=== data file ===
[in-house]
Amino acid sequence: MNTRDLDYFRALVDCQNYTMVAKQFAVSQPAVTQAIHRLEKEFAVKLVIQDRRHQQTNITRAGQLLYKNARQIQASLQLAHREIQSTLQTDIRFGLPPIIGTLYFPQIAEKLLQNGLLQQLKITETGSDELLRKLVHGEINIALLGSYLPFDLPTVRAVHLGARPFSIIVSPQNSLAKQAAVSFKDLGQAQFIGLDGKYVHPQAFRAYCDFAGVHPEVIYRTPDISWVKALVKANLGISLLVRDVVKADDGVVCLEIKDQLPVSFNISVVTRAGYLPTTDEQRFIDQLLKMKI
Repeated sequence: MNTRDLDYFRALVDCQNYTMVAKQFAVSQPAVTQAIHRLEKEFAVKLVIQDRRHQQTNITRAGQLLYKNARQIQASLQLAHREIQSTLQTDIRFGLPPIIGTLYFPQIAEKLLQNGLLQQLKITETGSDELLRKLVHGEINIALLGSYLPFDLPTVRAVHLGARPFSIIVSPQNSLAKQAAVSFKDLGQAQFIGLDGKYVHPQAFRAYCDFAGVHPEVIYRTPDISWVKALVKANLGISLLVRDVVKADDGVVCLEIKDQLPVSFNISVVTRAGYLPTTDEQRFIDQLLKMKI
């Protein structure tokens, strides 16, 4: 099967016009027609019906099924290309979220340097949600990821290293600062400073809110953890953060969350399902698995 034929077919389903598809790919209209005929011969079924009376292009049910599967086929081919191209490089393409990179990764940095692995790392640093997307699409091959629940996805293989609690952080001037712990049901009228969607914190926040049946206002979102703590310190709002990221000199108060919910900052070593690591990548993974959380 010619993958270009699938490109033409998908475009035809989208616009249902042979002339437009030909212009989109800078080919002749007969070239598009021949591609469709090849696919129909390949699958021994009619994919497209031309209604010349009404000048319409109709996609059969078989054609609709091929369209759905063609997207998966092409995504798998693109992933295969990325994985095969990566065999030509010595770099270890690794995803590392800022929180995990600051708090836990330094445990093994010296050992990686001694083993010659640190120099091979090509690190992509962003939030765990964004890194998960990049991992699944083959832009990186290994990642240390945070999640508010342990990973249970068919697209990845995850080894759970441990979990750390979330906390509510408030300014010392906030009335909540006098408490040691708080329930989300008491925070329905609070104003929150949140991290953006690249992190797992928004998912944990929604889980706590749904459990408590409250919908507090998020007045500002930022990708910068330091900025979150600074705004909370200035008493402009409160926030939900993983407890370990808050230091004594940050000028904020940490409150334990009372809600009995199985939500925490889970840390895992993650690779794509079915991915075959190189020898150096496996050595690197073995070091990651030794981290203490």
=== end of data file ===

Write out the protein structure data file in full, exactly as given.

[in-house]
Amino acid sequence: MNTRDLDYFRALVDCQNYTMVAKQFAVSQPAVTQAIHRLEKEFAVKLVIQDRRHQQTNITRAGQLLYKNARQIQASLQLAHREIQSTLQTDIRFGLPPIIGTLYFPQIAEKLLQNGLLQQLKITETGSDELLRKLVHGEINIALLGSYLPFDLPTVRAVHLGARPFSIIVSPQNSLAKQAAVSFKDLGQAQFIGLDGKYVHPQAFRAYCDFAGVHPEVIYRTPDISWVKALVKANLGISLLVRDVVKADDGVVCLEIKDQLPVSFNISVVTRAGYLPTTDEQRFIDQLLKMKI
Repeated sequence: MNTRDLDYFRALVDCQNYTMVAKQFAVSQPAVTQAIHRLEKEFAVKLVIQDRRHQQTNITRAGQLLYKNARQIQASLQLAHREIQSTLQTDIRFGLPPIIGTLYFPQIAEKLLQNGLLQQLKITETGSDELLRKLVHGEINIALLGSYLPFDLPTVRAVHLGARPFSIIVSPQNSLAKQAAVSFKDLGQAQFIGLDGKYVHPQAFRAYCDFAGVHPEVIYRTPDISWVKALVKANLGISLLVRDVVKADDGVVCLEIKDQLPVSFNISVVTRAGYLPTTDEQRFIDQLLKMKI
């Protein structure tokens, strides 16, 4: 099967016009027609019906099924290309979220340097949600990821290293600062400073809110953890953060969350399902698995 034929077919389903598809790919209209005929011969079924009376292009049910599967086929081919191209490089393409990179990764940095692995790392640093997307699409091959629940996805293989609690952080001037712990049901009228969607914190926040049946206002979102703590310190709002990221000199108060919910900052070593690591990548993974959380 010619993958270009699938490109033409998908475009035809989208616009249902042979002339437009030909212009989109800078080919002749007969070239598009021949591609469709090849696919129909390949699958021994009619994919497209031309209604010349009404000048319409109709996609059969078989054609609709091929369209759905063609997207998966092409995504798998693109992933295969990325994985095969990566065999030509010595770099270890690794995803590392800022929180995990600051708090836990330094445990093994010296050992990686001694083993010659640190120099091979090509690190992509962003939030765990964004890194998960990049991992699944083959832009990186290994990642240390945070999640508010342990990973249970068919697209990845995850080894759970441990979990750390979330906390509510408030300014010392906030009335909540006098408490040691708080329930989300008491925070329905609070104003929150949140991290953006690249992190797992928004998912944990929604889980706590749904459990408590409250919908507090998020007045500002930022990708910068330091900025979150600074705004909370200035008493402009409160926030939900993983407890370990808050230091004594940050000028904020940490409150334990009372809600009995199985939500925490889970840390895992993650690779794509079915991915075959190189020898150096496996050595690197073995070091990651030794981290203490």